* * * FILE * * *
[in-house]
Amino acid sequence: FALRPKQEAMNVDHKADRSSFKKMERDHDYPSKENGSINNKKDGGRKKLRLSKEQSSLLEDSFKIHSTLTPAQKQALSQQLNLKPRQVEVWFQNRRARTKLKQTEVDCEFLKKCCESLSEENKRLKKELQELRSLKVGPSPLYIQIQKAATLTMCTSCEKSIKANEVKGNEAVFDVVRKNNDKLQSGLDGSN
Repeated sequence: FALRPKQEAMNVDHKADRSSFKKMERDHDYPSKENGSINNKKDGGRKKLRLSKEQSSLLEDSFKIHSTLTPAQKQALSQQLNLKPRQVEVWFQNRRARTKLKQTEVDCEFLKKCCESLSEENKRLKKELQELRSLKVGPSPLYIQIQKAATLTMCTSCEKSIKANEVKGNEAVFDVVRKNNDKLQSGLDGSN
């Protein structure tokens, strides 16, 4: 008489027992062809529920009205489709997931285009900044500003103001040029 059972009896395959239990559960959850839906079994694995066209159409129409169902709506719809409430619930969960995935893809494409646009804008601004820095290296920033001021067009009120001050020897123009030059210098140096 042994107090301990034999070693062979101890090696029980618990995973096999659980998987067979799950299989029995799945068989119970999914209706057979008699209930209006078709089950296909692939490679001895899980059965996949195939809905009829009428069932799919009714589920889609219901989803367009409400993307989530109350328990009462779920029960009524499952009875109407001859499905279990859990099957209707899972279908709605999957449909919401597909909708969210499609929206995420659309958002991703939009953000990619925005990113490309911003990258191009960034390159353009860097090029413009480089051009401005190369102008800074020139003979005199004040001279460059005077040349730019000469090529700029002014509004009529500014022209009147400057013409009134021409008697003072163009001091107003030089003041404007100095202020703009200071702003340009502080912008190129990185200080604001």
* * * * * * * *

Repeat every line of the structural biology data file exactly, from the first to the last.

[in-house]
Amino acid sequence: FALRPKQEAMNVDHKADRSSFKKMERDHDYPSKENGSINNKKDGGRKKLRLSKEQSSLLEDSFKIHSTLTPAQKQALSQQLNLKPRQVEVWFQNRRARTKLKQTEVDCEFLKKCCESLSEENKRLKKELQELRSLKVGPSPLYIQIQKAATLTMCTSCEKSIKANEVKGNEAVFDVVRKNNDKLQSGLDGSN
Repeated sequence: FALRPKQEAMNVDHKADRSSFKKMERDHDYPSKENGSINNKKDGGRKKLRLSKEQSSLLEDSFKIHSTLTPAQKQALSQQLNLKPRQVEVWFQNRRARTKLKQTEVDCEFLKKCCESLSEENKRLKKELQELRSLKVGPSPLYIQIQKAATLTMCTSCEKSIKANEVKGNEAVFDVVRKNNDKLQSGLDGSN
């Protein structure tokens, strides 16, 4: 008489027992062809529920009205489709997931285009900044500003103001040029 059972009896395959239990559960959850839906079994694995066209159409129409169902709506719809409430619930969960995935893809494409646009804008601004820095290296920033001021067009009120001050020897123009030059210098140096 042994107090301990034999070693062979101890090696029980618990995973096999659980998987067979799950299989029995799945068989119970999914209706057979008699209930209006078709089950296909692939490679001895899980059965996949195939809905009829009428069932799919009714589920889609219901989803367009409400993307989530109350328990009462779920029960009524499952009875109407001859499905279990859990099957209707899972279908709605999957449909919401597909909708969210499609929206995420659309958002991703939009953000990619925005990113490309911003990258191009960034390159353009860097090029413009480089051009401005190369102008800074020139003979005199004040001279460059005077040349730019000469090529700029002014509004009529500014022209009147400057013409009134021409008697003072163009001091107003030089003041404007100095202020703009200071702003340009502080912008190129990185200080604001």